...help me?

…help me?

I fear I may have hit the bottom of the septic tank for things to say about this game. Pretty shallow for a beat-em-up game, but of course if you dig deeper and get to know your characters, maybe you’ll start seeing it as a master piece of Ninja Turtle Theatre. Unlike porn, people don’t really flock to these games because of their inherent value, so it pretty much demands that you and your game have common interests. So check it out if you like the Ninja Turtles.

Teenage Mutant Ninja Turtles (1989) – NES

Did it bother anyone else that they were ALL Raphael?

Did it bother anyone else that they were ALL Raphael?

The Teenage Mutant Ninja Turtles rose to fame in the late 80s, attaining the height of their popularity in the early 90s.  Together with the Mighty Morphin’ Power Rangers, adjectives thrived during this time. The kids–myself included–just couldn’t get enough color-themed monster-fighting super-heroes, yet the forces of consumerism, which conquered both good and evil, happily tried to give us just that.  In 1989, a new cabinet started appearing in arcades.  Just another beat-em-up game at heart, to find the true beauty of Teenage Mutant Ninja turtles, you only had to dive skin-deep. (Hey, kids are allowed to be shallow!)

The popularity of the Turtles arcade game sent many people into stores to pick up the NES Ninja Turtle game released the very same year. Many rushed home after hounding their parents for this game, ripped open the box, shoved the cartridge into their NES, bent their connector pins ever so minutely toward total system shutdown and hit the start button…

…only to be miserably disappointed by the game they found.

While the internet raves about the 1989 NES game’s good reception and commercial success, I can’t help but wonder if it would have the same reputation if people hadn’t thought they could own a copy of the arcade game.  Everyone I remember who enjoyed TMNT video games had fonder memories of the beat-em-up than the NES game.  But memory doesn’t record like a camera, I know, and as my mother proves every time she tells people how I’d wet my pants playing video games because I refused to pause for bathroom breaks, sometimes people can completely fabricate memories.  Now if I only had evidence of this disappointment…say, a port of the arcade game to home systems immediately after the first game’s release…or even future games returning to the beat-em-up genre…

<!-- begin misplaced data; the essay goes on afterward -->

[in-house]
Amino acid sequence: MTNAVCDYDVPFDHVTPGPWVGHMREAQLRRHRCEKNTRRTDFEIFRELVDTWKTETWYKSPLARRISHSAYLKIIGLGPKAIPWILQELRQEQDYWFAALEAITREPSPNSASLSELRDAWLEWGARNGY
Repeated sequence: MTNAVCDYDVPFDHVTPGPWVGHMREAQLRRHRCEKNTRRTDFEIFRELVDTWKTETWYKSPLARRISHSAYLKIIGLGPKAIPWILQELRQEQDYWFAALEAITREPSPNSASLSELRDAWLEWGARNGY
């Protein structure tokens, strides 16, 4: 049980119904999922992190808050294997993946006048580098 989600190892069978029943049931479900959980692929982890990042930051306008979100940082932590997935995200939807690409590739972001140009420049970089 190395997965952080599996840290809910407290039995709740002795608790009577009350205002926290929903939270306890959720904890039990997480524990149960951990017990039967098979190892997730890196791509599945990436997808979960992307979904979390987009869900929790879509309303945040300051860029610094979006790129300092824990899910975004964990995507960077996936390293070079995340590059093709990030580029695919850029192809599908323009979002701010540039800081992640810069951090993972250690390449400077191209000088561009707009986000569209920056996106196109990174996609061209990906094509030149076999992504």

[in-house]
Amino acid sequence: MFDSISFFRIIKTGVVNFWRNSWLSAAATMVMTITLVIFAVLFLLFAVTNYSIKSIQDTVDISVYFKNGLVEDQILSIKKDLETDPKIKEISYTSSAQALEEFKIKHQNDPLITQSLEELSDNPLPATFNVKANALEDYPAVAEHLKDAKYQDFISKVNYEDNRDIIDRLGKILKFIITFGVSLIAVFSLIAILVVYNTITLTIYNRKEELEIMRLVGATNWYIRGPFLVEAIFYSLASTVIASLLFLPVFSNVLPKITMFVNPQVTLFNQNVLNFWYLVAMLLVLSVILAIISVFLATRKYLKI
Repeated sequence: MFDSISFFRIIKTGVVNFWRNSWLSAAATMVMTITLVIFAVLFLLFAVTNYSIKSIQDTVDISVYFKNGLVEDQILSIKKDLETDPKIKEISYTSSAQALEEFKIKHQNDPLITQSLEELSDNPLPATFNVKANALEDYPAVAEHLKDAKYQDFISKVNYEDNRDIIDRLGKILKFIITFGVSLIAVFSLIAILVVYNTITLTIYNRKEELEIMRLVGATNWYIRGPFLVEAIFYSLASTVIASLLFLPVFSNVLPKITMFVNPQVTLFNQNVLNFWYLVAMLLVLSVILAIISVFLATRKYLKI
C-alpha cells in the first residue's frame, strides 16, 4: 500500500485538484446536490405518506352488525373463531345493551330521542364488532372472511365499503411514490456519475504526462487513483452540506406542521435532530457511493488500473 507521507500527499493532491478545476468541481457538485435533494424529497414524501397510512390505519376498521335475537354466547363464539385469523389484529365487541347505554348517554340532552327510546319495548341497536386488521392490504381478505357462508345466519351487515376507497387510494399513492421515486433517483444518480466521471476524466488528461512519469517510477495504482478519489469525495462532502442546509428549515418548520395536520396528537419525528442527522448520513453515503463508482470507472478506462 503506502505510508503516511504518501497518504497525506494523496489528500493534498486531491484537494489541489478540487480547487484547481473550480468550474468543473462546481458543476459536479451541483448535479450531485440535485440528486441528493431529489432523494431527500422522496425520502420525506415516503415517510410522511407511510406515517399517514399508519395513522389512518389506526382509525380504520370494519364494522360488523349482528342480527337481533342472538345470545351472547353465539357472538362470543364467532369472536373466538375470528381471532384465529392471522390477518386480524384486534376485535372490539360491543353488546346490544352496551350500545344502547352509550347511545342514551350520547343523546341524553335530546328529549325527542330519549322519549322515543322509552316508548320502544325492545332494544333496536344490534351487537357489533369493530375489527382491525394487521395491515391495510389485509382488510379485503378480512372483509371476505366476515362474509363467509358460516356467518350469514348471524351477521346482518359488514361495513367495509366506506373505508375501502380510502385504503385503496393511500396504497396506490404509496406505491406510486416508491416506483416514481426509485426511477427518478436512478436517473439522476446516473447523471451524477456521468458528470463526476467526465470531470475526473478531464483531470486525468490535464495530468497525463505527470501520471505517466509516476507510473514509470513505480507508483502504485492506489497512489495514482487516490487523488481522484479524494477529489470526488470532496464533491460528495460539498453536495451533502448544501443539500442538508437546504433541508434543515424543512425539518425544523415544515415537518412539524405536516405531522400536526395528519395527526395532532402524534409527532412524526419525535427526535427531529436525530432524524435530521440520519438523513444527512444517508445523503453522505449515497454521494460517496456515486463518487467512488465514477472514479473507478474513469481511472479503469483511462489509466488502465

I have to respect a villain who does his own fighting...but Shredder was kind of a pushover after the rest of the game.

I have to respect a villain who does his own fighting…but Shredder was kind of a pushover after the rest of the game.

Still, I’d like to get at–in a roundabout way–the fact that the 1989 NES version of the Teenage Mutant Ninja Turtles actually surpasses the arcade game in a few ways…several ways…most…eh…well, let me ask you this; have you ever seen the 1978 animated “Lord of the Rings,” then compared it to Peter Jackson’s films? For the arcade release, Konami simply slapped a green, amphibious skin on the same game that’s been released over and over for what by now has got to be close to 25 years.  But the NES release blended side-scrolling action with a top-down sort of explorable map, while include an underwater swimming stage and a character select screen that let you switch between any turtle at any time.

Splinter looks really creepy in 8-bits

Splinter looks really creepy in 8-bits

I recently dug out the 1990 live-action film, which made me wonder…well, two things actually.  One, who sat down and thought “You know who’d make a good Donatello? Corey Feldman!” What, did Woody Allen and George Burns turn down the role?  And two, why does Hollywood feel the need to burn away everything popular with a series and then misinterpret the premise?  That’s like saying, “You know what people love? Strippers! So let’s record two hours of grandpa Fred prepping for and receiving his colonoscopy and call it the same thing! He is naked, after all!” People enjoy playing the Ninja Turtles game because they didn’t do that.  They released a game because people watched the TV show, and when they bought the game it resembled the show.  You fight Bebop and Rocksteady in the first level, save April, get a message from Shredder saying that he kidnapped Splinter, and then you chase him in the turtle van, then the blimp, and assault the Technodrome.